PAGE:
I'm searching for a one-word synonym for "science lover". In my case, I love science and I self study it, but I never got a degree in Physics or Chemistry or any of these related subjects (except computer-science). But I enjoy experimenting stuff and see what's going on.

So, what would be a one-word good alternative for "science lover"?

The best one I found is learner, but that's more general I guess. Scientist is probably too much in my case. I saw sciencophile in another post, but I don't really like it–it sounds too complicated.

  • @Lawrence Thanks! I saw that in another post, but I don't really like it––it sounds too complicated. :-) Aug 29, 2016 at 4:34
  • 1
    @IonicăBizău Since the thing about 'science' that interests you is "experimenting stuff and see what's going on", perhaps an appropriate description is curious or inquisitive (though that could have a negative connotation), or simply that you have an enquiring mind.
    – Lawrence
    Aug 29, 2016 at 4:40
  • The following question is related, but maybe not that useful to you if you don't like "sciencophile": One who loves science The following question may have some useful comments, although unfortunately there is only one posted answer and in my opinion, it's pretty bad: Lover of Science
    – herisson
    Aug 29, 2016 at 4:44
  • If your main focus is on learning new things, not on "science" in particular, your question may be answered by the following post: What term means “one who enjoys learning”? Please reply to say what you think.
    – herisson
    Aug 29, 2016 at 4:48
  • Not single words :( "science enthusiast" or "science buff".
    – Graffito
    Aug 29, 2016 at 10:59

5 Answers 5


The archaic answer is a philosopher, which comes from the word philosophy, where

  • philo = love; and
  • sophia = knowledge, wisdom:

philosophy (n.) c. 1300, "knowledge, body of knowledge," from Old French filosofie "philosophy, knowledge" (12c., Modern French philosophie) and directly from Latin philosophia and from Greek philosophia "love of knowledge, pursuit of wisdom; systematic investigation," from philo- "loving" (see philo-) + sophia "knowledge, wisdom," from sophis "wise, learned;" of unknown origin. - Online Etymology Dictionary

Support for the link between philosophy and science comes from the term natural philosophy:

natural philosophy noun [mass noun] archaic Natural science, especially physical science. - ODO

Note that calling a lover of science a philosopher would now be somewhat misleading. The modern understanding has specialised this usage to an academic context, hence the Ph in the title, Ph.D.

(This answer is an expanded version of a popular comment I made to a very similar question. I'm including it here for historical interest in the term philosopher.)

  • You beat me to it by seconds; +1. Aug 29, 2016 at 6:07
  • Sorry, @alwayslearning. Your username would have been most appropriate for an answer to this question. :)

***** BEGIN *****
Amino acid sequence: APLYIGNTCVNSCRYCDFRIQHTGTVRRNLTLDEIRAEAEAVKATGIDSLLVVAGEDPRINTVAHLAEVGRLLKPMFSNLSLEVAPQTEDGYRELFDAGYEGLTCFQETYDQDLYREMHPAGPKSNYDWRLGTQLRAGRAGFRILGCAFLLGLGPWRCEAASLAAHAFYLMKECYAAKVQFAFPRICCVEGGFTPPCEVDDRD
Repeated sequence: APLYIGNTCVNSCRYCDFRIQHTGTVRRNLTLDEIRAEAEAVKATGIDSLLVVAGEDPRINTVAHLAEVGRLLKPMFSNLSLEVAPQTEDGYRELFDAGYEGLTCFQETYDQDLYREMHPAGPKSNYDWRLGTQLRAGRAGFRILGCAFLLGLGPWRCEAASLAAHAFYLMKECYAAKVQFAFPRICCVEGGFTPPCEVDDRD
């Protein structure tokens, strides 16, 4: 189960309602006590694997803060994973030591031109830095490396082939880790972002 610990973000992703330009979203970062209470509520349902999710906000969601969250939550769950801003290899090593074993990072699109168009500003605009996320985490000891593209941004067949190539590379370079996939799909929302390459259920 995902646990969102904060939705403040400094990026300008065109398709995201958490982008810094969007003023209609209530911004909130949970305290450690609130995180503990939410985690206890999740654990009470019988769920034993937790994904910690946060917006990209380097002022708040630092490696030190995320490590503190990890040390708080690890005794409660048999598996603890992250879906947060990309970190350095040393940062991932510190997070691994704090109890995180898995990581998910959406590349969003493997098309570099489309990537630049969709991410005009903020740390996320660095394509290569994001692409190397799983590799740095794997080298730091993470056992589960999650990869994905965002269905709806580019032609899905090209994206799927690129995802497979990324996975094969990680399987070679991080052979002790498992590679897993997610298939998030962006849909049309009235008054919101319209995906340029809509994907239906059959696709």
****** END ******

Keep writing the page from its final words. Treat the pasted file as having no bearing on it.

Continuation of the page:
– Lawrence
    Aug 29, 2016 at 6:09
  • lol, @Lawrence! Sometimes I wonder whether I am taken seriously at all because of the username :) Aug 29, 2016 at 6:12
  • @alwayslearning In all seriousness, I'd consider your username to indicate an excellent fit to the Stack Exchange mindset. Now that I've said it, though, I may reserve judgement on any copycat usernames from here on. :)
    – Lawrence
    Aug 29, 2016 at 6:20
  • 1
    @Lawrence And, of course, the original method of scientific inquiry was by reasoning - the method used by philosophers like, Socrates, Aristotle and Plato. It was sometime later that they started conducting practical experiments. Though Archimedes is said to have benefitted from a practical observation i.e that the water-level in his bath rose when he got in, and lowered when got out.
    – WS2
    Aug 29, 2016 at 8:13

Maybe a science geek?

geek [USUALLY WITH MODIFIER] A knowledgeable and obsessive enthusiast:

a computer geek

It captures your knowledge without pointing to a classic education and your enthusiasm for the topic.


Boffin is a good one. Probably most recognised in the UK, it is slang for a scientist, engineer, or other person engaged in technical or scientific work. Originally, the word was armed-forces slang for a technician or research scientist but now the word can be used for anyone with specialist technical knowledge whether it is applied professionally or on an amateur basis.

To my ears it is usually a positive word but like geek or nerd it can have slightly negative connotations of someone who is clever but socially awkward.


Perhaps you are a Scientific Autodidact.

Autodidact: noun 1. a person who has learned a subject without the benefit of a teacher or formal education; a self-taught person.

Wikipedia notes

Many notable contributions have been made by autodidacts.

including Darwin and Faraday. You may be in good company.


There may be an obscure single-word that means "science lover", but it won't be understood by most readers. So, I suggest you use two words:

Science + lover/buff/aficionado/enthusiast/nut/fan/fanatic/addict etc.

There are quite a lot of usage examples for these on Google. Then there's also wannabe scientist, which might have a negative connotation.


adjective Aspiring or wanting to be a specified type of person

"a pair of wannabe pop stars"
"wannabe millionaires"


Your Answer

By clicking “Post Your Answer”, you agree to our terms of service and acknowledge you have read our privacy policy.

Not the answer you're looking for? Browse other questions tagged or ask your own question.